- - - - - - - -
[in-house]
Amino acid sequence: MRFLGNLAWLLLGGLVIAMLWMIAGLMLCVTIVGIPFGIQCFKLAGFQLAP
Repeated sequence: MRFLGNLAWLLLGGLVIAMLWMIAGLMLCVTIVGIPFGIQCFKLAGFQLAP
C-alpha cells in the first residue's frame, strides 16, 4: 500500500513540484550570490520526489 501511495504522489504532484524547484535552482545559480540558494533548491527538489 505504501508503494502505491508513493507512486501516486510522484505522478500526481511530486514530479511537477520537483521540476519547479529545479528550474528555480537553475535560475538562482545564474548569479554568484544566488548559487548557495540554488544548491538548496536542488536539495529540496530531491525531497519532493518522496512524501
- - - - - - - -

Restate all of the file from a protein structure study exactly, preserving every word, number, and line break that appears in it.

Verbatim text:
[in-house]
Amino acid sequence: MRFLGNLAWLLLGGLVIAMLWMIAGLMLCVTIVGIPFGIQCFKLAGFQLAP
Repeated sequence: MRFLGNLAWLLLGGLVIAMLWMIAGLMLCVTIVGIPFGIQCFKLAGFQLAP
C-alpha cells in the first residue's frame, strides 16, 4: 500500500513540484550570490520526489 501511495504522489504532484524547484535552482545559480540558494533548491527538489 505504501508503494502505491508513493507512486501516486510522484505522478500526481511530486514530479511537477520537483521540476519547479529545479528550474528555480537553475535560475538562482545564474548569479554568484544566488548559487548557495540554488544548491538548496536542488536539495529540496530531491525531497519532493518522496512524501